Tuesday, January 13, 2015

Inside AT&T’s grand plans for SDN

  Broadcom, Comcast prep for gigabit cable service to begin in 2015 | Google discloses another unpatched Windows flaw, irritates Microsoft
  Network World Wide Area Networking  

Inside AT&T's grand plans for SDN
Frame relay and ATM go away as the company virtualizes more functions. A Q&A with the man driving the transformation. Read More


Human Capital Management
This white paper addresses 10 major challenges that HR organizations face and describes how enterprise content management tools can increase efficiency, reduce costs and minimize risk. Read Now

Make Your Data Center as Cost Effective as AWS
The average datacenter is 50% more costly than Amazon Web Services. As cloud economics threaten the viability of on premise data centers, the survival of IT organizations rests solely in the ability to maximize the returns of existing infrastructure. Learn More

Broadcom, Comcast prep for gigabit cable service to begin in 2015
Move over, Google Fiber. Broadcom has begun sampling its first cable modem chip supporting DOCSIS 3.1, the technology that will enable gigabit cable Internet service in 2015. Comcast has already signed on. Read More


Energizing Life's Work
If your life's work is about caring for people in a business context, the latest digital and social innovations from IBM can help you create a smarter workforce. Read Now

Google discloses another unpatched Windows flaw, irritates Microsoft
Microsoft is unhappy that Google didn't want to wait another two days before publicly releasing details about the vulnerability Read More


Forrester 2014 Dynamic Case Management Wave
Forrester has released its 2014 Dynamic Case Management Wave, and for the second consecutive time, IBM is a leader. View Now>>

These IoT networks are 'unapologetically slow'
While the International CES this week emphasized home networks and LTE-equipped cars, a different kind of network that can send tiny messages across a city crept toward a future that some people think may be huge.The concept is low-power, wide-area networks (LPWANs), which make up for extremely low data rates by going farther than a cellular signal and working in tiny devices that can last months on a small battery. They won't carry TV shows or virtual reality games, but they may help to grease the wheels of global commerce and government. Some wearables may get in on the act, too.LPWAN is designed primarily for M2M (machine-to-machine) networking, which is already widely used for things like tracking assets, monitoring industrial equipment and collecting data from smart meters. While a lot of those tasks are handled by cellular radios today, LPWAN will be the dominant form of wide-area wireless for M2M by 2022, according to Jim Morrish, chief research officer at Machina Research.To read this article in full or to leave a comment, please click here Read More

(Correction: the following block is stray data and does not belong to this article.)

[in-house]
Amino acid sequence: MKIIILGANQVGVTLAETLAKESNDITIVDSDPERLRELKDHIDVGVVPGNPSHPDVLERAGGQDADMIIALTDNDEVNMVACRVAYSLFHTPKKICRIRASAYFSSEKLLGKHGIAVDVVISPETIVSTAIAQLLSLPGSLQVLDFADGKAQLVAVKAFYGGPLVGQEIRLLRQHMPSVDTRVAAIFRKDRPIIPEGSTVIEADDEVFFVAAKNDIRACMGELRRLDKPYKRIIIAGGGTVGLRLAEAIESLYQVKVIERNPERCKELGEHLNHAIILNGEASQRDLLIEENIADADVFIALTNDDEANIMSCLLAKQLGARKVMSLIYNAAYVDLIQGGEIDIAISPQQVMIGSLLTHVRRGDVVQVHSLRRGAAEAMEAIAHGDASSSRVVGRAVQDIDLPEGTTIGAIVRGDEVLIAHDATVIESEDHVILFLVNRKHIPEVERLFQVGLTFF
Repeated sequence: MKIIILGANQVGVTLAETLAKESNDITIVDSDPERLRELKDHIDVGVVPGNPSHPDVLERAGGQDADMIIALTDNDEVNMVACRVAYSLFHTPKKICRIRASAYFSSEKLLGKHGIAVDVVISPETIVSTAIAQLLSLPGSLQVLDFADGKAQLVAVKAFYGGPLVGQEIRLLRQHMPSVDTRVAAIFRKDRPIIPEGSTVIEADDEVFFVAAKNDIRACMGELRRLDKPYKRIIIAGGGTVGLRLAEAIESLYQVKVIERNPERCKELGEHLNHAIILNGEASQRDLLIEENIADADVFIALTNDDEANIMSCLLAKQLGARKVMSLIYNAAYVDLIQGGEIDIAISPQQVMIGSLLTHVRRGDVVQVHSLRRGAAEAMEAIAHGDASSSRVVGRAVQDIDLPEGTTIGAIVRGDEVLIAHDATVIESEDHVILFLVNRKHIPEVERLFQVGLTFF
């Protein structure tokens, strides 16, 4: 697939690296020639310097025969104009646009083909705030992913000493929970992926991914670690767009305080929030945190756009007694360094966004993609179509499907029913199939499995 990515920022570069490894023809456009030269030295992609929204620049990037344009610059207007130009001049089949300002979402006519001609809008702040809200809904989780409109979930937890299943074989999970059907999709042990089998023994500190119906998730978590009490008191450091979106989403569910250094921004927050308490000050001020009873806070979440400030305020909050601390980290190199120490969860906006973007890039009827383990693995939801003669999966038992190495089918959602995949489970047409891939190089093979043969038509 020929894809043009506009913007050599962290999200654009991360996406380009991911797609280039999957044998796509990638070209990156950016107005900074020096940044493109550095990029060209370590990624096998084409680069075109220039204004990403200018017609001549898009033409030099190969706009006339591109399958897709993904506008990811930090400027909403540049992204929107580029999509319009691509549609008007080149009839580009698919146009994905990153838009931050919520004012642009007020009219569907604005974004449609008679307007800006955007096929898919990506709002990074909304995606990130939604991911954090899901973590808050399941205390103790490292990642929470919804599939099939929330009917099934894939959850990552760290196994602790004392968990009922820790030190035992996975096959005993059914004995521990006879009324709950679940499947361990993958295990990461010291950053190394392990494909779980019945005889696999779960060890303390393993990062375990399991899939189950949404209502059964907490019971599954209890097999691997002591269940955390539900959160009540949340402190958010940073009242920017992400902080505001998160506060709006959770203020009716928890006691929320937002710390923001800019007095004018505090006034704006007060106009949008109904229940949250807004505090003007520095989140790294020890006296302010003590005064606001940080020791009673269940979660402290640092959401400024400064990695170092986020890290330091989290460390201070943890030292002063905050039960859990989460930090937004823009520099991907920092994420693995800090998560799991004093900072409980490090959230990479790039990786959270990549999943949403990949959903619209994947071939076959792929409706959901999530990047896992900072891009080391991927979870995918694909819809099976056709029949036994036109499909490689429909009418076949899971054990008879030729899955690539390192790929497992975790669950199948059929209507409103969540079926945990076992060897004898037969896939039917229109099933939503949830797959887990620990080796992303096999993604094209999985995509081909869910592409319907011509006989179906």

Advanced notice of Microsoft Patch Tuesday fixes is no longer free
From now on if you want to see what patches Microsoft is going to issue on Patch Tuesday you'll have to pay for it.The company's Advanced Notification Service - the Thursday postings that thumbnailed the security bulletins the company would issue on Patch Tuesday – will only be available to Premier customers. For the past 10 years the service has been free to anyone who wanted to subscribe.MORE ON NETWORK WORLD: Free security tools you should try "Moving forward, we will provide ANS information directly to Premier customers and current organizations involved in our security programs, and will no longer make this information broadly available through a blog post and web page," according to a post by Chris Betz, the senior director, of Microsoft's Security Response Center.To read this article in full or to leave a comment, please click here Read More

'What do I do if my Internet pipes freeze?'
The question in the headline was posed by an impish troll to readers of Reddit's section devoted to networking. He got the help he deserved ... and more. Read More



Best of CES 2015: In pictures

The best and most noteworthy products and technologies found at CES 2015.


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1. Inside AT&T's grand plans for SDN

2. Stock smartphone-to-satellite kit provides anywhere internet

3. 16 of the hottest IT skills for 2015

4. Which cloud providers had the best uptime last year?

5. Big names like Google dominate open-source funding

6. 3 ways to run 'normal' Linux on a Chromebook

7. Why SDN all-stars are heading to Brocade

8. Busy week for Cisco at CES

9. A brief history of Linux malware

10. Peeping into 73,000 unsecured security cameras thanks to default passwords


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